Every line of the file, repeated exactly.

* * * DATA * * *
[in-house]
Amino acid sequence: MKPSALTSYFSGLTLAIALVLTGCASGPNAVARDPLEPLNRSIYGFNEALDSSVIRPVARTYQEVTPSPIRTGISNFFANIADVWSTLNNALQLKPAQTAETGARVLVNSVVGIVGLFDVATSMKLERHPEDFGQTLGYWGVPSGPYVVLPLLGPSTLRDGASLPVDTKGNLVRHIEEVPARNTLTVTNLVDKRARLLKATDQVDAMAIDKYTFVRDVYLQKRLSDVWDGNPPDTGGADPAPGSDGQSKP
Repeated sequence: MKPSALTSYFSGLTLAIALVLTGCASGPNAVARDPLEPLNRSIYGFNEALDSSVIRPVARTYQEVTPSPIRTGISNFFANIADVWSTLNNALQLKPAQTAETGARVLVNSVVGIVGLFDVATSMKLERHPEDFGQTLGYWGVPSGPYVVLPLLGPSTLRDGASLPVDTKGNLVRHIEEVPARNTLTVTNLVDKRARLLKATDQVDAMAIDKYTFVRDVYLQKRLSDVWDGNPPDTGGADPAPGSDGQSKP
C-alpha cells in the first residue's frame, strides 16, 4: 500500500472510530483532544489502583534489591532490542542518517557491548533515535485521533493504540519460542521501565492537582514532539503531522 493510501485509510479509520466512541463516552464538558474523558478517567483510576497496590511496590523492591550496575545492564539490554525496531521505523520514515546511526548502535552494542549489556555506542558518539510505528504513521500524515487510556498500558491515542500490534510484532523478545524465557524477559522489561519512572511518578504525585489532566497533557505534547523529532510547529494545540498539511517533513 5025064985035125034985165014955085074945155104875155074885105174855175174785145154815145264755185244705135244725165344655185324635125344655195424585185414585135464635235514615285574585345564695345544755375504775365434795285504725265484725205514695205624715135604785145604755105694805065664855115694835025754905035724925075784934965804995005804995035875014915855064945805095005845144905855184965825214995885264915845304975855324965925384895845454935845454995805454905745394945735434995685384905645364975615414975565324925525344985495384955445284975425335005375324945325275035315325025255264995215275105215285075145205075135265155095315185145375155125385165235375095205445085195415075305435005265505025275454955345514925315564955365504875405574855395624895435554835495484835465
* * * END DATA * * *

[in-house]
Amino acid sequence: MKPSALTSYFSGLTLAIALVLTGCASGPNAVARDPLEPLNRSIYGFNEALDSSVIRPVARTYQEVTPSPIRTGISNFFANIADVWSTLNNALQLKPAQTAETGARVLVNSVVGIVGLFDVATSMKLERHPEDFGQTLGYWGVPSGPYVVLPLLGPSTLRDGASLPVDTKGNLVRHIEEVPARNTLTVTNLVDKRARLLKATDQVDAMAIDKYTFVRDVYLQKRLSDVWDGNPPDTGGADPAPGSDGQSKP
Repeated sequence: MKPSALTSYFSGLTLAIALVLTGCASGPNAVARDPLEPLNRSIYGFNEALDSSVIRPVARTYQEVTPSPIRTGISNFFANIADVWSTLNNALQLKPAQTAETGARVLVNSVVGIVGLFDVATSMKLERHPEDFGQTLGYWGVPSGPYVVLPLLGPSTLRDGASLPVDTKGNLVRHIEEVPARNTLTVTNLVDKRARLLKATDQVDAMAIDKYTFVRDVYLQKRLSDVWDGNPPDTGGADPAPGSDGQSKP
C-alpha cells in the first residue's frame, strides 16, 4: 500500500472510530483532544489502583534489591532490542542518517557491548533515535485521533493504540519460542521501565492537582514532539503531522 493510501485509510479509520466512541463516552464538558474523558478517567483510576497496590511496590523492591550496575545492564539490554525496531521505523520514515546511526548502535552494542549489556555506542558518539510505528504513521500524515487510556498500558491515542500490534510484532523478545524465557524477559522489561519512572511518578504525585489532566497533557505534547523529532510547529494545540498539511517533513 5025064985035125034985165014955085074945155104875155074885105174855175174785145154815145264755185244705135244725165344655185324635125344655195424585185414585135464635235514615285574585345564695345544755375504775365434795285504725265484725205514695205624715135604785145604755105694805065664855115694835025754905035724925075784934965804995005804995035875014915855064945805095005845144905855184965825214995885264915845304975855324965925384895845454935845454995805454905745394945735434995685384905645364975615414975565324925525344985495384955445284975425335005375324945325275035315325025255264995215275105215285075145205075135265155095315185145375155125385165235375095205445085195415075305435005265505025275454955345514925315564955365504875405574855395624895435554835495484835465